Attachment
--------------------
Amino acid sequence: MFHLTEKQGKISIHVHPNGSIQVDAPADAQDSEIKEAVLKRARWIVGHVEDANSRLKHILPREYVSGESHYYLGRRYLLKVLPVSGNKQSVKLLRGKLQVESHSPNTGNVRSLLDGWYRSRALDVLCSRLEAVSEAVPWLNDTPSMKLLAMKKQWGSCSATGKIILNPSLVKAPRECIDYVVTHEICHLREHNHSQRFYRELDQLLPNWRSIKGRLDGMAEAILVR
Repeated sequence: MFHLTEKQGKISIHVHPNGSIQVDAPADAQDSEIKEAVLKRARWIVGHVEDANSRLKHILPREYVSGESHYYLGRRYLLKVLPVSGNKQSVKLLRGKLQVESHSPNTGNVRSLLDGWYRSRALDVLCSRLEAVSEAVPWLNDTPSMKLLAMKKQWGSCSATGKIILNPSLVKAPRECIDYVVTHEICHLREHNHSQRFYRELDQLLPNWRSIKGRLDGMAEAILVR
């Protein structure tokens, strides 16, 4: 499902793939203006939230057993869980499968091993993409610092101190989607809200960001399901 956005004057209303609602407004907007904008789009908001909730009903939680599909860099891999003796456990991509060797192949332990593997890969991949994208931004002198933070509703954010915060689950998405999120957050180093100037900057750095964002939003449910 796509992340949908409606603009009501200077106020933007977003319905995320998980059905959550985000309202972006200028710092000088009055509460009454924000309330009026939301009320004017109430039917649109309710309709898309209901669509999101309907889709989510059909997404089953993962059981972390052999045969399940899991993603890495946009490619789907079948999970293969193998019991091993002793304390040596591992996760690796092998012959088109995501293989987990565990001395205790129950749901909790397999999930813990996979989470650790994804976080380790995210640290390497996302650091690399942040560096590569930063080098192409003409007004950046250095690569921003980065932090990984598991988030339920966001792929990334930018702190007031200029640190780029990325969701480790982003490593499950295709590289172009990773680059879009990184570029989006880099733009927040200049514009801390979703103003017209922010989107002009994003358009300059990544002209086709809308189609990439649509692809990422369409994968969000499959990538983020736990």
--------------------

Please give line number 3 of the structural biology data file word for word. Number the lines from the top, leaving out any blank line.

């Protein structure tokens, strides 16, 4: 499902793939203006939230057993869980499968091993993409610092101190989607809200960001399901 956005004057209303609602407004907007904008789009908001909730009903939680599909860099891999003796456990991509060797192949332990593997890969991949994208931004002198933070509703954010915060689950998405999120957050180093100037900057750095964002939003449910 796509992340949908409606603009009501200077106020933007977003319905995320998980059905959550985000309202972006200028710092000088009055509460009454924000309330009026939301009320004017109430039917649109309710309709898309209901669509999101309907889709989510059909997404089953993962059981972390052999045969399940899991993603890495946009490619789907079948999970293969193998019991091993002793304390040596591992996760690796092998012959088109995501293989987990565990001395205790129950749901909790397999999930813990996979989470650790994804976080380790995210640290390497996302650091690399942040560096590569930063080098192409003409007004950046250095690569921003980065932090990984598991988030339920966001792929990334930018702190007031200029640190780029990325969701480790982003490593499950295709590289172009990773680059879009990184570029989006880099733009927040200049514009801390979703103003017209922010989107002009994003358009300059990544002209086709809308189609990439649509692809990422369409994968969000499959990538983020736990």